How women synchronize the daily rhythms of their family’s needs with institutional timetables. gender relation uncertainty Gender Role Uncertainty derive from:

Changing structural and relational dynamics of male and female labor market and educational experience
Tenuous nature of norms that govern the distribution of domestic tasks. conclusion Comparison of gendered employment patterns Technology has replaced a lot of workers, de-skilled jobs; less job protection
Rising costs of living, higher levels of female education, and changing notions about women’s roles have meant more women have joined the workforce
A severe gender pay-gap still exists Influence of parenthood on earning Reasons women might make less money
"Motherhood penalty"
Reasons mothers might make less money Impact of household configuration on employment and economic well-being Gap between high and low-income households has been growing State support for parental employment Child support
“Policymakers have urged beneficiaries to avoid “dependency” P. 625
social spending on families
Parental leave for employees
Employment-related childcare
Problems Conclusion "contribute to research that begins to distinguish between the unique contributions of women's paid labor and family composition to the gender differences in poverty rates" Differences b/w female and male poverty: our detailed notes are on Chalk! Proportion of females (18-64) with incomes below the US Census poverty thresholds is HIGHER than that of males in EVERY major US city. Working age females with a bachelor degree or higher:
Highest 48.1% in Seattle, WA
Lowest 7.5% in Santa Ana, CA Workforce Participation Females comprising the full-time, full-year work force:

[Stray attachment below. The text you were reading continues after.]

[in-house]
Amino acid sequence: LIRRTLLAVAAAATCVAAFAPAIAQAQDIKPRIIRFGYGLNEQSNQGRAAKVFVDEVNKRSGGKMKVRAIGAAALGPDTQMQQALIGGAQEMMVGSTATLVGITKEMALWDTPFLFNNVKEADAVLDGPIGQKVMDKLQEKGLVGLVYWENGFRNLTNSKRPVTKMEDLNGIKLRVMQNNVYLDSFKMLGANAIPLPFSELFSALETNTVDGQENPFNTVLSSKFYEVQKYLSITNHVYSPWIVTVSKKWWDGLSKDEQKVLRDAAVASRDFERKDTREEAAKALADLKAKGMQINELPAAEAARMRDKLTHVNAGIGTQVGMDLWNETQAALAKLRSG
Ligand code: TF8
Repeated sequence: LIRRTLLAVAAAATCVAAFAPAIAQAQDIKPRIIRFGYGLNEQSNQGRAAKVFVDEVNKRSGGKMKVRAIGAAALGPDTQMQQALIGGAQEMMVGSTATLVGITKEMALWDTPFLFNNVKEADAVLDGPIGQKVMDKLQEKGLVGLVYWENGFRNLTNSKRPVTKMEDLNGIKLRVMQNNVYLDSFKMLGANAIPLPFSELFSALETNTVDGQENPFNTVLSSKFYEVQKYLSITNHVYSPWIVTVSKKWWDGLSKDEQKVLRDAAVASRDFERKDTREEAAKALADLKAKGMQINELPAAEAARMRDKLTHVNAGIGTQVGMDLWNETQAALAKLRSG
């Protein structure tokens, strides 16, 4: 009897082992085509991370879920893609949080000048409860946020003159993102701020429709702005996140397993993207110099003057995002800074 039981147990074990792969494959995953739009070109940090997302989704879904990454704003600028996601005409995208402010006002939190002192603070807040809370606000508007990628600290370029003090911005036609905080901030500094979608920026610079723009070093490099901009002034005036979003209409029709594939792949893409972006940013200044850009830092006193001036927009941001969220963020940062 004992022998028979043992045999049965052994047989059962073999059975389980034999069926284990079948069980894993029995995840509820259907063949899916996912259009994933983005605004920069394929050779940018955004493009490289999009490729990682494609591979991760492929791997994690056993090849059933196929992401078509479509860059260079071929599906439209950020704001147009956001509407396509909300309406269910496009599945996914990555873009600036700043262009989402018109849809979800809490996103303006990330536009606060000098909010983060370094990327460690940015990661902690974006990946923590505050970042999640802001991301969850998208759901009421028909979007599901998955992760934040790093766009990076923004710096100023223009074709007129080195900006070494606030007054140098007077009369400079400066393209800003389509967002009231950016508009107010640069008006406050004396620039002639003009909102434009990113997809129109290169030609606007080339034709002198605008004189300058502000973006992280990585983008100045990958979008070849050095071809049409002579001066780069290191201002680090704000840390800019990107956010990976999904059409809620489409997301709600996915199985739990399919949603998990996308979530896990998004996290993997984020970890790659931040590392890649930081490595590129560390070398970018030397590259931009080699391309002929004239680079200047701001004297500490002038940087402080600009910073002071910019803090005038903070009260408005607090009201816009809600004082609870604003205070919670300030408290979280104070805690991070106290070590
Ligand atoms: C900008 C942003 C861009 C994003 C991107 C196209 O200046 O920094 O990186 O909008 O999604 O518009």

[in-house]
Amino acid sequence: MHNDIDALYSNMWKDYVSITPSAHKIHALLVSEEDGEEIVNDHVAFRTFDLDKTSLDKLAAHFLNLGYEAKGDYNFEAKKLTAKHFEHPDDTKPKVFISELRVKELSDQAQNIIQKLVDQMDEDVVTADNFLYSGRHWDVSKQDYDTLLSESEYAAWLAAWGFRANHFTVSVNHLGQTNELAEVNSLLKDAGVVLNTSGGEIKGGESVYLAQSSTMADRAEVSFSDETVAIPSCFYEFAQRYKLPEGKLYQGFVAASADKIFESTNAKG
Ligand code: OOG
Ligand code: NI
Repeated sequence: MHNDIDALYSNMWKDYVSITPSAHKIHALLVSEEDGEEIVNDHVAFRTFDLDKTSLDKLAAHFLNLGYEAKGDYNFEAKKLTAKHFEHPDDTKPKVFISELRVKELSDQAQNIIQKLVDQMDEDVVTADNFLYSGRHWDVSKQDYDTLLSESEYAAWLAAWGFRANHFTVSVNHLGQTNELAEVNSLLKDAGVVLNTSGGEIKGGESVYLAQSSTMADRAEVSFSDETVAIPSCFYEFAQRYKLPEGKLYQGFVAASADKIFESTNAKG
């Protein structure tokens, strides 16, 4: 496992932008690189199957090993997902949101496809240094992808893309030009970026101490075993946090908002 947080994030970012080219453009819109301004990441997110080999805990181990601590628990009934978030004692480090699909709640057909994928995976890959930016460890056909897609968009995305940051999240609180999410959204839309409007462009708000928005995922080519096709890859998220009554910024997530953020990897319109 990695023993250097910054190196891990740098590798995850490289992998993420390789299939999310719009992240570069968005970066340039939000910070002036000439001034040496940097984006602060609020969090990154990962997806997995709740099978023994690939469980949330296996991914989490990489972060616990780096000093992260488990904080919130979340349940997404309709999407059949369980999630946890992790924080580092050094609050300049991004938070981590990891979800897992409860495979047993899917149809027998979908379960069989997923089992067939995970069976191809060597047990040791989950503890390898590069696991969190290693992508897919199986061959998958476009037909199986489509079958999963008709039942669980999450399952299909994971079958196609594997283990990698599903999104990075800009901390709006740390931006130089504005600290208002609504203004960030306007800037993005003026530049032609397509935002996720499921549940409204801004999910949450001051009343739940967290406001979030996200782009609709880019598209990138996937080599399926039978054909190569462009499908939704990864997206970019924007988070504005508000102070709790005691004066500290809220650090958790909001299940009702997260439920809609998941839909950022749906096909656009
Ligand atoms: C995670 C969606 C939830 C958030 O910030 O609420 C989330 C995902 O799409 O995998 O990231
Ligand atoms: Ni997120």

Highest: 50.3% in Detroit, MI
Lowest: 36% in Santa Ana, CA Gender poverty disparity Lowest wage occupations Highest: 61.2% in Toledo, OH
Lowest: 42.6% in Santa Ana, CA Highest wage occupations Highest: 55.8% in Detroit, MI
Lowest: 34.5% in Colorado Springs, CO Female-headed households Is marriage a poverty-buster?
Jodie Levin-Epstein
Critique of study by Ron Haskins focusing on the financial benefits of marriage
Author suggests that Haskins mixes good outcomes with idea that with sheer determination can overcome poverty
sometimes, individual work ethic not enough to overcome economic and social factors and marriage does not always increase stability Highest: 55.22% Detroit, MI
Lowest: 15% Santa Ana, CA The authors used a framework of uncertainty to analyze and understand African American heterosexual romantic relationships within the context of poverty-related instability. Unlike the Moynihan Report, the authors see African American women's trends toward romantic relationships and marriage as based on adaptive skills and not reflective of social "pathology." The authors propose that incorporating insights of African American women may help develop more effective strategies to reduce poverty. female earnings

gender wage gap but NO impact on GENDER POVERTY GAP Support for the likely ineffectiveness of TANF  initiatives promoting employment and marriage for alleviating female poverty No evidence to substantiate the benefits of marriage promotion programs. "The Dilemmas of Lone Motherhood: Key Issues for Feminist Economics" by Albelda et al Key dilemma of our time: How to raise children while earning a living?
Lone mothers must balance role as primary caregiver and primary breadwinner
Continuously growing number of lone mothers across the world demands sense of urgency to update policy The percent of females employed in the lowest wage occupations is the primary determinant of the gender poverty gap in the largest U.S. cities. “Working Their Way Out of Poverty? Gendered Employment in Three Welfare States” by Maureen Baker